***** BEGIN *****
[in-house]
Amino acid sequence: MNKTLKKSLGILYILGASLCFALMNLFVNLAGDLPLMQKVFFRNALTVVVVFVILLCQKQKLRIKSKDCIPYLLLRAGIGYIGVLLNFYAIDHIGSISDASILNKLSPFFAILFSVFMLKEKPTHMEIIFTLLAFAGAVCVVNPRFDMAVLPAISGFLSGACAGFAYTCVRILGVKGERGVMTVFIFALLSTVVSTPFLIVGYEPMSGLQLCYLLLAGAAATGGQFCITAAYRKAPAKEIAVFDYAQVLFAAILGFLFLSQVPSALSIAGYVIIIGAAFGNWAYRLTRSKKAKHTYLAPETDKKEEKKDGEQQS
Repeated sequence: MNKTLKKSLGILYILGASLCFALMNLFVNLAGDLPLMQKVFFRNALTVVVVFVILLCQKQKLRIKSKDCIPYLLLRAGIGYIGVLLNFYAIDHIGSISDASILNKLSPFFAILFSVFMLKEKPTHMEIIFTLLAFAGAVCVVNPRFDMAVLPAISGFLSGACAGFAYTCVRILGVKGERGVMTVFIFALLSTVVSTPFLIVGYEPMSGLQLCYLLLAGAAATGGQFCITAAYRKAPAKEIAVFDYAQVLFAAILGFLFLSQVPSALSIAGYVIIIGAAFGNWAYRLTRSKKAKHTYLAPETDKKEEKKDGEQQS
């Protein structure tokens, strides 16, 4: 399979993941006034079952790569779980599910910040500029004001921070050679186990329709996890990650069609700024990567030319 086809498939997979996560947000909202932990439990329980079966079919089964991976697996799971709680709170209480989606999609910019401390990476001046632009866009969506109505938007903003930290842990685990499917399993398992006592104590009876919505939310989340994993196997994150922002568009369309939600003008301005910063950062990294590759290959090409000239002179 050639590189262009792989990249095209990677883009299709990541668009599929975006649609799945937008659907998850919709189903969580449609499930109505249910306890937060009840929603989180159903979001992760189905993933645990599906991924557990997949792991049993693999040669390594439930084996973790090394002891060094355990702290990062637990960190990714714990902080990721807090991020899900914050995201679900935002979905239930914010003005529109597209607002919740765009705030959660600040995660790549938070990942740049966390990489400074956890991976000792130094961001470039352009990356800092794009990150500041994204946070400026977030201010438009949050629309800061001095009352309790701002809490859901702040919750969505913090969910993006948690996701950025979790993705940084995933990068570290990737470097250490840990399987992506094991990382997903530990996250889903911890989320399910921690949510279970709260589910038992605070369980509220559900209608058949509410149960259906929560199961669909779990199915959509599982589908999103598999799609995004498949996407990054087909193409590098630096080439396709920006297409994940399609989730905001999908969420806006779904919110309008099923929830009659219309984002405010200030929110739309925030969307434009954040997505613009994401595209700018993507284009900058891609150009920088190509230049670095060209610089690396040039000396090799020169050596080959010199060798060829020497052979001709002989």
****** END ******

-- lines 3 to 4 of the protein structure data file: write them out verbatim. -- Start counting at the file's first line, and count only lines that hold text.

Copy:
Repeated sequence: MNKTLKKSLGILYILGASLCFALMNLFVNLAGDLPLMQKVFFRNALTVVVVFVILLCQKQKLRIKSKDCIPYLLLRAGIGYIGVLLNFYAIDHIGSISDASILNKLSPFFAILFSVFMLKEKPTHMEIIFTLLAFAGAVCVVNPRFDMAVLPAISGFLSGACAGFAYTCVRILGVKGERGVMTVFIFALLSTVVSTPFLIVGYEPMSGLQLCYLLLAGAAATGGQFCITAAYRKAPAKEIAVFDYAQVLFAAILGFLFLSQVPSALSIAGYVIIIGAAFGNWAYRLTRSKKAKHTYLAPETDKKEEKKDGEQQS
């Protein structure tokens, strides 16, 4: 399979993941006034079952790569779980599910910040500029004001921070050679186990329709996890990650069609700024990567030319 086809498939997979996560947000909202932990439990329980079966079919089964991976697996799971709680709170209480989606999609910019401390990476001046632009866009969506109505938007903003930290842990685990499917399993398992006592104590009876919505939310989340994993196997994150922002568009369309939600003008301005910063950062990294590759290959090409000239002179 050639590189262009792989990249095209990677883009299709990541668009599929975006649609799945937008659907998850919709189903969580449609499930109505249910306890937060009840929603989180159903979001992760189905993933645990599906991924557990997949792991049993693999040669390594439930084996973790090394002891060094355990702290990062637990960190990714714990902080990721807090991020899900914050995201679900935002979905239930914010003005529109597209607002919740765009705030959660600040995660790549938070990942740049966390990489400074956890991976000792130094961001470039352009990356800092794009990150500041994204946070400026977030201010438009949050629309800061001095009352309790701002809490859901702040919750969505913090969910993006948690996701950025979790993705940084995933990068570290990737470097250490840990399987992506094991990382997903530990996250889903911890989320399910921690949510279970709260589910038992605070369980509220559900209608058949509410149960259906929560199961669909779990199915959509599982589908999103598999799609995004498949996407990054087909193409590098630096080439396709920006297409994940399609989730905001999908969420806006779904919110309008099923929830009659219309984002405010200030929110739309925030969307434009954040997505613009994401595209700018993507284009900058891609150009920088190509230049670095060209610089690396040039000396090799020169050596080959010199060798060829020497052979001709002989």